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Norris v. Marrero

United States District Court, E.D. Kentucky, Central Division, Lexington

December 24, 2014

LARRY NORRIS, Plaintiff,
v.
DR. MARRERO, et al., Defendants.

MEMORANDUM OPINION AND ORDER

DANNY C. REEVES, District Judge.

Plaintiff Larry Norris is a federal inmate currently housed in the St. Louis Residential Reentry Management Office ("St. Louis RRMO") in St. Louis, Missouri.[1] Norris was previously confined in the Federal Medical Center ("FMC") in Lexington, Kentucky, from April 28, 2008, to May 13, 2011. [Record No. 1, p. 14] Proceeding pro se, Norris has filed a Complaint under 28 U.S.C. § 1331 and the doctrine announced in Bivens v. Six Unknown Federal Narcotics Agents, 403 U.S. 388 (1971). [Record No. 1] He asserts claims arising under the Fifth and Eighth Amendments to the United States Constitution, Title II of the Americans With Disabilities Act ("ADA"), 42 U.S.C. § 12101 et seq., and the Rehabilitation Act of 1973 ("RA"), 29 U.S.C. § 794. [ Id. ] The named defendants are FMC-Lexington prison personnel: Dr. Marrero; Dr. Growse, Medical Director; Ms. Lief, Therapist; and Ms. Carpenter, Nurse. Norris seeks compensatory damages totaling $4, 070, 000.00.

Because Norris asserts claims against government officials, the Court conducts a preliminary review of his Complaint pursuant to 28 U.S.C. § 1915A. The Court must dismiss any claim that is frivolous or malicious, fails to state a claim upon which relief may be granted, or seeks monetary relief from a defendant who is immune from such relief. McGore v. Wrigglesworth, 114 F.3d 601, 607-08 (6th Cir. 1997). Norris's Complaint is evaluated under a more lenient standard because he is not represented by an attorney. Erickson v. Pardus, 551 U.S. 89, 94 (2007); Burton v. Jones, 321 F.3d 569, 573 (6th Cir. 2003). At this stage of the proceedings, the plaintiff's factual allegations are accepted as true, and his legal claims are liberally construed in his favor. Bell Atlantic Corp. v. Twombly, 550 U.S. 544, 555-56 (2007).

The Court has given Norris's Complaint a broad construction. However, Norris has failed to state a claim for which relief can be granted. Moreover, his suit is time-barred. Accordingly, the Complaint will be dismissed against all defendants.

I.

Norris's claims against the defendants are identical. He alleges that each:

... acting under color of law and acting in [his or her] official capacity or exercising [his or her] responsibility pursuant to federal statutes and BOP Policies and Procedures knew or should have known that [he or she] was abusing or exceeding [his or her] authority in violation of law, the ADA and § 504, to wit: denial of access to necessary medical care; denial of food; denial of properly filing a legitimate grievance and undermining the grievance process; placing Plaintiff in isolation such that his mental disability was augmented and he suffered a form of mental torture; physically abusing Plaintiff, allowing for Plaintiff to be physically abused, and failing to properly train and supervise subordinates who physically abused Plaintiff; and mentally abusing Plaintiff, allowing Plaintiff to be mentally abused, and for failing to properly train and supervise subordinates who mentally abused Plaintiff.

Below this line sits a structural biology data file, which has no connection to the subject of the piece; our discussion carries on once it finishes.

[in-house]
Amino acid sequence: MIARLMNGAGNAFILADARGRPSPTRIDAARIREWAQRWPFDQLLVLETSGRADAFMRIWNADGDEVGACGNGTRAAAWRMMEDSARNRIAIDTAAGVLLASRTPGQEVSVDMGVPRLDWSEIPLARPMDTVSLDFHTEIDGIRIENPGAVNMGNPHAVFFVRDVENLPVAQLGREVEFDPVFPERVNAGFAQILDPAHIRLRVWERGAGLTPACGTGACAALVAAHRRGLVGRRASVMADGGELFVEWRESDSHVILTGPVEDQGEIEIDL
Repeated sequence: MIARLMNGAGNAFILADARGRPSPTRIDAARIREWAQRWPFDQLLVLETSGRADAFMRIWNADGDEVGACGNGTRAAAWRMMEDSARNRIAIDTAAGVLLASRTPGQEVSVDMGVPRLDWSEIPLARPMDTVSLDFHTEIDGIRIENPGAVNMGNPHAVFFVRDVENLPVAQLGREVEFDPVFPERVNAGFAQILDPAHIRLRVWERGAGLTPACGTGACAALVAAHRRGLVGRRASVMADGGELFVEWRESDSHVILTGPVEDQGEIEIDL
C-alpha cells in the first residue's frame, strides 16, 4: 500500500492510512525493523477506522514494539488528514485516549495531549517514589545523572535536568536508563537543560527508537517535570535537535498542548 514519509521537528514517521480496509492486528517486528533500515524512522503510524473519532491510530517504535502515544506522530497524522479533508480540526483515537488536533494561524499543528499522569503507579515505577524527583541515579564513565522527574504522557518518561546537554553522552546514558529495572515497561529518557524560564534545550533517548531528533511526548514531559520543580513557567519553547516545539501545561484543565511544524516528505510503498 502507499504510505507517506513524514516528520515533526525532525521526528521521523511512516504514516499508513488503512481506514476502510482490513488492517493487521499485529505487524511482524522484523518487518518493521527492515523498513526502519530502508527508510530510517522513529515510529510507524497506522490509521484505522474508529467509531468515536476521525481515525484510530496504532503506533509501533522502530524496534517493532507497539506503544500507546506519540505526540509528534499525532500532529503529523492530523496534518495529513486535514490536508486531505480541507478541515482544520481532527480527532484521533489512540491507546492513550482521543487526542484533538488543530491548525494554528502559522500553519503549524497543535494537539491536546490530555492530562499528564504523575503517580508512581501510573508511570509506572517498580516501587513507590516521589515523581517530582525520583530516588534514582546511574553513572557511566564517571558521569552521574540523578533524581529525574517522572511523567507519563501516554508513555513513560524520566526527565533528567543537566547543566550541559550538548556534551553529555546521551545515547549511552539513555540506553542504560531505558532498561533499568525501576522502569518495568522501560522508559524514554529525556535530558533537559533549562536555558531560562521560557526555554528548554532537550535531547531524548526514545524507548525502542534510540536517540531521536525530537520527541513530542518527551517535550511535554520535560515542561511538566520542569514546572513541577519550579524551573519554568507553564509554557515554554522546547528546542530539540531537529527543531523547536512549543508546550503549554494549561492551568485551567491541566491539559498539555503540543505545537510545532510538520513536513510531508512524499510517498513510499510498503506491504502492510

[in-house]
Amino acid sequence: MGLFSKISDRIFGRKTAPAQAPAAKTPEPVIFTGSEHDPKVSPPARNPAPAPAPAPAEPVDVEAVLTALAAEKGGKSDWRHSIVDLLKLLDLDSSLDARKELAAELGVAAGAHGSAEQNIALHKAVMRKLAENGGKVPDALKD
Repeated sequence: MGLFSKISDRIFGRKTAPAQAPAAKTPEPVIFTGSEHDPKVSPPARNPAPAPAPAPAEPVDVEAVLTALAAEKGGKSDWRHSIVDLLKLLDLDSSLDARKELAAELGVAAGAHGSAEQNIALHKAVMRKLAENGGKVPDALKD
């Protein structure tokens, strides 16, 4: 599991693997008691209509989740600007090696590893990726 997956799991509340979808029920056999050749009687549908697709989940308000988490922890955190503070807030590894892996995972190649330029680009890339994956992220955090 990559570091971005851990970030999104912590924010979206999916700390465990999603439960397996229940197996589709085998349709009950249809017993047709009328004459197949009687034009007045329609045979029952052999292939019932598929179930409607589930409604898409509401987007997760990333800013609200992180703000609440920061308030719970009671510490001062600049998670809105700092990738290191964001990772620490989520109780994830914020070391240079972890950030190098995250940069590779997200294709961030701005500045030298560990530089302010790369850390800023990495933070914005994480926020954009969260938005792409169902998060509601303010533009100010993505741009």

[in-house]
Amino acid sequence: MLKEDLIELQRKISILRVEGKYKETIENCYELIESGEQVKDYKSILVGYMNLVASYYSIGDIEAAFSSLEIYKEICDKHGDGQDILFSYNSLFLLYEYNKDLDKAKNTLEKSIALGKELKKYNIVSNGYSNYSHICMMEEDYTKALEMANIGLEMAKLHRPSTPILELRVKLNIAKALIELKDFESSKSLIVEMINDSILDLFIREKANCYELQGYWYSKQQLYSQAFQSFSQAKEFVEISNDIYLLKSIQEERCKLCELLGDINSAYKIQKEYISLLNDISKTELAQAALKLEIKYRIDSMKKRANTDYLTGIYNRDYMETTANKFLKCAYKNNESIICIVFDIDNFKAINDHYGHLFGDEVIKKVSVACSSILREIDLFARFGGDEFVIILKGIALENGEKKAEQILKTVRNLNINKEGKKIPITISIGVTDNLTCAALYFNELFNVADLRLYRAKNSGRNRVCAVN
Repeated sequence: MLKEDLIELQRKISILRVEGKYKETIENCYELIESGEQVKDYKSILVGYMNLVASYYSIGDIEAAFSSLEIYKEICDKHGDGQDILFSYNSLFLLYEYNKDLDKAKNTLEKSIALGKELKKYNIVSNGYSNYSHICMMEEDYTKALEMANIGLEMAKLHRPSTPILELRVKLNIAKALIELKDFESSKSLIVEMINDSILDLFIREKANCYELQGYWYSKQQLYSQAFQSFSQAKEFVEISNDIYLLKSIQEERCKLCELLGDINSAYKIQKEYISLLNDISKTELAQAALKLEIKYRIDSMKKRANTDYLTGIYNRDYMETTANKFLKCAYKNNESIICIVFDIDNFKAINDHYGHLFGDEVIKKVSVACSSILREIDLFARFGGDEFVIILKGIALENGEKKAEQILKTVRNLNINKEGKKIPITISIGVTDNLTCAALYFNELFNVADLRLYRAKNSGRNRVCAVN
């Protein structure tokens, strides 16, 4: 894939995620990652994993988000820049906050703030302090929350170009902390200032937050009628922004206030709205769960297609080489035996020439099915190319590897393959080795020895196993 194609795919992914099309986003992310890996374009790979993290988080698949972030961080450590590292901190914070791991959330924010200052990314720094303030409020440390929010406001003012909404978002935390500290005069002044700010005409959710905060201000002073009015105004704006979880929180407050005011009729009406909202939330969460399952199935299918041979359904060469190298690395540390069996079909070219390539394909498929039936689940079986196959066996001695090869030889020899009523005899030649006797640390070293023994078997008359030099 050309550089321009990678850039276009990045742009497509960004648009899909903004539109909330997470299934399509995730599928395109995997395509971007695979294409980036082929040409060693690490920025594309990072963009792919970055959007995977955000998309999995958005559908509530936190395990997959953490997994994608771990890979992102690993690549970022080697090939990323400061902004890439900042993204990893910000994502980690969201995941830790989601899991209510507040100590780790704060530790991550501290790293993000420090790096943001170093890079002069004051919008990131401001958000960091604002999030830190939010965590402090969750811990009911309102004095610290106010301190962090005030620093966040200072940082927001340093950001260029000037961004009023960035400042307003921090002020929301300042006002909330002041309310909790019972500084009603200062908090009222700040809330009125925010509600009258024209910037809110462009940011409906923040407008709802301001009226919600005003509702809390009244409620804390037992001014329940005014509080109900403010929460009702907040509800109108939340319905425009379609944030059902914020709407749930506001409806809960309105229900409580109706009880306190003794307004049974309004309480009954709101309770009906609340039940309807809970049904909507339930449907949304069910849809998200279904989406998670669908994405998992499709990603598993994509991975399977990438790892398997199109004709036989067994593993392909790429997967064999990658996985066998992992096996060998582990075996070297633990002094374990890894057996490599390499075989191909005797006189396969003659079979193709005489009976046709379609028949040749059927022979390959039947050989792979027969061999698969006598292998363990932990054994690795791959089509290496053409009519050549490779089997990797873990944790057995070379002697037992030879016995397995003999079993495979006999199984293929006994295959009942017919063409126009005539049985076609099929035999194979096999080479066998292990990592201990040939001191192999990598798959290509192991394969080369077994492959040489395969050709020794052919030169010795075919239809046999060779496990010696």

[Record No. 1, pp. 15-17]

Norris states that he is "by fact and by law a qualified individual with a disability, '" suffering from, inter alia: diabetes, congestive heart failure, hypertension, high cholesterol, Hepatitis C, tuberculosis, anxiety disorders, depression, and antisocial personality disorder. [Record No. 1, pp. 7, 13-14] The Complaint contains a host of vague allegations. Norris appears to allege that, during his confinement at FMC-Lexington, he received inadequate medical care in violation of his Eighth Amendment rights, the ADA, and the RA. [ Id. at p. 14] Specifically, he claims that the defendants: (1) denied the plaintiff access to necessary medical care; (2) denied him proper foot wear; (3) improperly placed the plaintiff in isolation; (4) forced him to work in an environment that exacerbated his existing mental disabilities; and (5) delayed providing treatment for an obvious condition. [Record No. 1] Norris asserts that these actions amount to "deliberate indifference" under the Eighth Amendment and discrimination based on his disabilities in violation of the ADA and RA. Finally, he appears to assert a Fifth Amendment due process claim, alleging that he was prevented from pursuing his grievances through the administrative process. [ Id. at p. 6]

II.

A. Official Capacity Claims

To the extent that Norris may be asserting Fifth and Eighth Amendment claims against the defendants in their official capacities, the claims will be dismissed. In Bivens, the Supreme Court created a private right of action for damages against federal officers who are alleged to have violated a citizen's constitutional rights. See Correctional Services Corp. v. Malesko, 534 U.S. 61, 66 (2001). A Bivens claim may only be asserted against federal employees in their individual capacities. It may not be asserted against federal employees or officers in their official capacities. Okoro v. Scibana, 63 F.Appx. 182, 184 (6th Cir. 2003); Cuco v. Fed. Med. Center-Lexington, No. 05-CV-232-KSF, 2006 U.S. Dist. LEXIS 49711 (E.D. Ky. June 9, 2006)..

When damages are sought against federal employees in their official capacities, the damages in essence are sought against the United States. See Clay v. United States, No. 05-CV-599-KKC, 2006 WL 2711750 (E.D. Ky. Sept. 21, 2006). Federal courts lack subject matter jurisdiction to consider a claim for damages against the United States in the absence of a clear waiver of sovereign immunity. United States v. Mitchell, 463 U.S. 206, 212-14 (1983). Accordingly, the claims ...


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